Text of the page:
5. What you’ll see: Your dog is crouching with her back hunched, tail tucked, and the corner of her mouth pulled back with lips slightly curled. Her shoulders, or hackles, are raised and her ears are flattened. She’s avoiding eye contact.

What it means: “I’m scared, but will fight you if I have to.” This dog’s fight or flight instincts have been activated. It’s best to keep your distance from a dog in this emotional state because she could attack if she feels cornered.

6. What you’ll see: You’re staring at your dog, holding eye contact. Your dog looks away from you, tentatively looks back, then looks away again. After some time, he licks his chops and yawns.

What it means: “I don’t know what’s going on and it’s weirding me out.” Your dog doesn’t know what to make of the situation, but rather than nipping or barking, he’ll stick to behaviors he knows are OK, like yawning, licking his chops, or shaking as if he’s wet. You’ll want to intervene by removing whatever it is causing him discomfort—such as an overly grabby child—and giving him some space to relax.

7. What you’ll see: Your dog has her front paws bent and lowered onto the ground with her rear in the air. Her body is relaxed, loose, and wiggly, and her tail is up and wagging from side to side. She might also let out a high-pitched or impatient bark.

What it means: “What’s the hold up? Let’s play!” This classic stance, known to dog trainers and behaviorists as “the play bow,” is a sign she’s ready to let the good times roll. Get ready for a round of fetch or tug of war, or for a good long outing at the dog park.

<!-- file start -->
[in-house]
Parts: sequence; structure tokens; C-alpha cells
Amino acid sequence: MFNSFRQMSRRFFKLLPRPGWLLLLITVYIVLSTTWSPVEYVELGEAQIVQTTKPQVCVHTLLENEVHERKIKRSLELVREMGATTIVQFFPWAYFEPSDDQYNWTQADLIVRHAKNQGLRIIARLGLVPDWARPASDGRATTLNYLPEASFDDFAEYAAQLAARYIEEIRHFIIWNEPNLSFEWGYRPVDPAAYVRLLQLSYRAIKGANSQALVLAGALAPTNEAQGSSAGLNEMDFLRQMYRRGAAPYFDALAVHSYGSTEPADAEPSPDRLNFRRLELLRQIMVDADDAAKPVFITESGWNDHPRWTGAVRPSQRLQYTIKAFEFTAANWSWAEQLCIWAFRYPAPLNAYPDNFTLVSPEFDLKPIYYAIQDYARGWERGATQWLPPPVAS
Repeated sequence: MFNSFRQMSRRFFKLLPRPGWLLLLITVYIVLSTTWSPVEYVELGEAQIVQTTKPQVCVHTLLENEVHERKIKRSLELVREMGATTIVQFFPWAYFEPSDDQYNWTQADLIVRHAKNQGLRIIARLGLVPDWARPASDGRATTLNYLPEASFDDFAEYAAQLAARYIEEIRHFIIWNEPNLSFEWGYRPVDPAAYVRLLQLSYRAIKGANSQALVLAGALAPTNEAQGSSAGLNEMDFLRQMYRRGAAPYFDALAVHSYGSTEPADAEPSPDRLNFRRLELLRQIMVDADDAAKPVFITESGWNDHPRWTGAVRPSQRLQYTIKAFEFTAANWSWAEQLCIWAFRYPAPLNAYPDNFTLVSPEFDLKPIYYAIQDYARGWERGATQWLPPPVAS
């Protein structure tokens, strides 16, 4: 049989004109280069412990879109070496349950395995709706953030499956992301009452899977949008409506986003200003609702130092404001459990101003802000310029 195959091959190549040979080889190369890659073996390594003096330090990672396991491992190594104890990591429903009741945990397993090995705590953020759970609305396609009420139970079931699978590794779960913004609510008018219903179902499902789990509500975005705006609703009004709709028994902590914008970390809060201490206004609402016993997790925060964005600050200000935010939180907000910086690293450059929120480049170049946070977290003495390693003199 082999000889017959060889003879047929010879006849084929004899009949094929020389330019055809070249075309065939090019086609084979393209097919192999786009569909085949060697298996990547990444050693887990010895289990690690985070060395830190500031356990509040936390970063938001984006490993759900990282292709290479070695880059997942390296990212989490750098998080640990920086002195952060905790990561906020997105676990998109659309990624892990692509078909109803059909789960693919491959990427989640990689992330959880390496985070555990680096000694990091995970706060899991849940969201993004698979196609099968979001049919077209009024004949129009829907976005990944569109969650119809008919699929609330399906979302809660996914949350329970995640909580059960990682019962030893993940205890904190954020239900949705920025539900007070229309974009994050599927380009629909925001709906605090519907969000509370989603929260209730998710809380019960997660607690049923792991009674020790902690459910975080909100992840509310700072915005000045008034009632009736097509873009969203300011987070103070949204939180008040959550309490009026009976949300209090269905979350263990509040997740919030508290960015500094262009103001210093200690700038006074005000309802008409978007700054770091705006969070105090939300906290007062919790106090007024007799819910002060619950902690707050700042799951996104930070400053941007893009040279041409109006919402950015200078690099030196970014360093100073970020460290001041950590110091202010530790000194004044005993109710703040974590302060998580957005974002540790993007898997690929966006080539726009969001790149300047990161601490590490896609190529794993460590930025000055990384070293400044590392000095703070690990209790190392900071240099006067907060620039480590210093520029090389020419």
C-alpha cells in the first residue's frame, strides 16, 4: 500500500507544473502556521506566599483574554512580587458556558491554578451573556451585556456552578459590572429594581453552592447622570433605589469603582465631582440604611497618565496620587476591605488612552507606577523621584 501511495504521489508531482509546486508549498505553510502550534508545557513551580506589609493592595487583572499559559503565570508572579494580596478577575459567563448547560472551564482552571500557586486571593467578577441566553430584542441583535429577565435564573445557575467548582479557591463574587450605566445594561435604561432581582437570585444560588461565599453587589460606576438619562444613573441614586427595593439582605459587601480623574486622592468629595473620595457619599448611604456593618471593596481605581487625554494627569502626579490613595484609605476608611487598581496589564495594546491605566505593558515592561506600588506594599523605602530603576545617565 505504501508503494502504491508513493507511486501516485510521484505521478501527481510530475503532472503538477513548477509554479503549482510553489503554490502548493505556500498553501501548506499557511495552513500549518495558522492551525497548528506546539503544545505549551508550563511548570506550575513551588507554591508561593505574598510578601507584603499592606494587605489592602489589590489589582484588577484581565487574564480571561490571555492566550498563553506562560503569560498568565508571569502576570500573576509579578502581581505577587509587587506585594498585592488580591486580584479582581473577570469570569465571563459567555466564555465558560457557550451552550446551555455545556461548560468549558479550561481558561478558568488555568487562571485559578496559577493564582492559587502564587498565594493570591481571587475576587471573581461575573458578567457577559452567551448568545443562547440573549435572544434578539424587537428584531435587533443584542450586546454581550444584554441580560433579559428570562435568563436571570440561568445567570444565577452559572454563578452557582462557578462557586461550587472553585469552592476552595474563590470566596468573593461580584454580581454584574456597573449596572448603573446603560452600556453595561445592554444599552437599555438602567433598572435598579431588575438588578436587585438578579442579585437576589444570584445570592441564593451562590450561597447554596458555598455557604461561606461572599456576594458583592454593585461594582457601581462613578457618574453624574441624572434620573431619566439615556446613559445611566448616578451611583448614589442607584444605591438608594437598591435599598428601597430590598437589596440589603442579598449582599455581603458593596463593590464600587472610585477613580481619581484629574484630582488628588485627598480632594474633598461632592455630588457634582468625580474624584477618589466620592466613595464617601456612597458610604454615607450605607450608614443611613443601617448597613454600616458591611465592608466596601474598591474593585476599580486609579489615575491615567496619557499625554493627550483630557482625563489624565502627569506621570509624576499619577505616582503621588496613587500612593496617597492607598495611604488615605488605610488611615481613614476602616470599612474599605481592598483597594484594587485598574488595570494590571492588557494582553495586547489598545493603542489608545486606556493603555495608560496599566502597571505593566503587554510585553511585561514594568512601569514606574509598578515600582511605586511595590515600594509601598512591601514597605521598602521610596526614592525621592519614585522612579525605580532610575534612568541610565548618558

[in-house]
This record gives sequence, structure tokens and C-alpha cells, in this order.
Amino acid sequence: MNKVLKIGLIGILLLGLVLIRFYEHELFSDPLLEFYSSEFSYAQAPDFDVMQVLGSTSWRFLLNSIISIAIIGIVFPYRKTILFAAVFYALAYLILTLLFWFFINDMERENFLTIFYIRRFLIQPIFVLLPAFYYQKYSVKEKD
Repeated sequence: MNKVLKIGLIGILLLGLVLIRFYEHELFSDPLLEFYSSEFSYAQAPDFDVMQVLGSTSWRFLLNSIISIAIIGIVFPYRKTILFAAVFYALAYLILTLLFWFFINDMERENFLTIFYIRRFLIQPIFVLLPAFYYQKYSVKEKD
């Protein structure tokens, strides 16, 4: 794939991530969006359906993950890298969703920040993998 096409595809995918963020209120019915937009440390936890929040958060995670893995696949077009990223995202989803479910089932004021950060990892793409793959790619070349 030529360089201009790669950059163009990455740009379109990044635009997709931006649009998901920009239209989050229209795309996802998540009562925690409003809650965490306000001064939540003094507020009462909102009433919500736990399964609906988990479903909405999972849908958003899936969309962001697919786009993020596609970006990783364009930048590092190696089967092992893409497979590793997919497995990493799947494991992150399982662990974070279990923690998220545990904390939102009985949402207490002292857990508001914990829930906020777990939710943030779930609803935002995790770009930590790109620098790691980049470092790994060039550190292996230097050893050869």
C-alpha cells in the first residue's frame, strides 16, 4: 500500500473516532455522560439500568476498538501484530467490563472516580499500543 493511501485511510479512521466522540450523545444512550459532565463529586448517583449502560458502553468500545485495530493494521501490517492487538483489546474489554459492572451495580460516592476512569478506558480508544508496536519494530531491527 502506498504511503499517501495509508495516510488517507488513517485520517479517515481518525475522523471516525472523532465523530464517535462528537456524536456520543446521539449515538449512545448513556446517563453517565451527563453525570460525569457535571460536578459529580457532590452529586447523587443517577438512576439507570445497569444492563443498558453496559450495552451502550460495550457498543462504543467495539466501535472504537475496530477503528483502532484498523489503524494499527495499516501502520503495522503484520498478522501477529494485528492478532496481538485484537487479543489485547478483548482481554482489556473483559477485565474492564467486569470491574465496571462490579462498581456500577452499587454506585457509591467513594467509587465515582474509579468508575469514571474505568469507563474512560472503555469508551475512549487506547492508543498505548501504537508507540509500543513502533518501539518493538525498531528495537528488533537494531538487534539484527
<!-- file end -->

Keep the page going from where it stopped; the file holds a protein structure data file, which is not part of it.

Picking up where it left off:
8. What you’ll see: You’ve just gotten home from work and your dog rushes over. He can’t stop wiggling his backside, and he may even lower himself into a giant stretch, like he’s doing yoga.

What it means: “OhmygoshImsohappytoseeyou I love you so much you’re my best friend foreverandeverandever!!!!” This one’s easy: Your pup is overjoyed his BFF is back. That big stretch is something dogs don’t pull out for just anyone; they save that for the people they truly love. Show him you feel the same way with a good belly rub and a handful of his favorite treats.

The best way to say “I love you” in dog? A monthly subscription to BarkBox. Your favorite pup will get a package filled with treats, toys, and other good stuff (and in return, you’ll probably get lots of sloppy kisses). Visit BarkBox to learn more.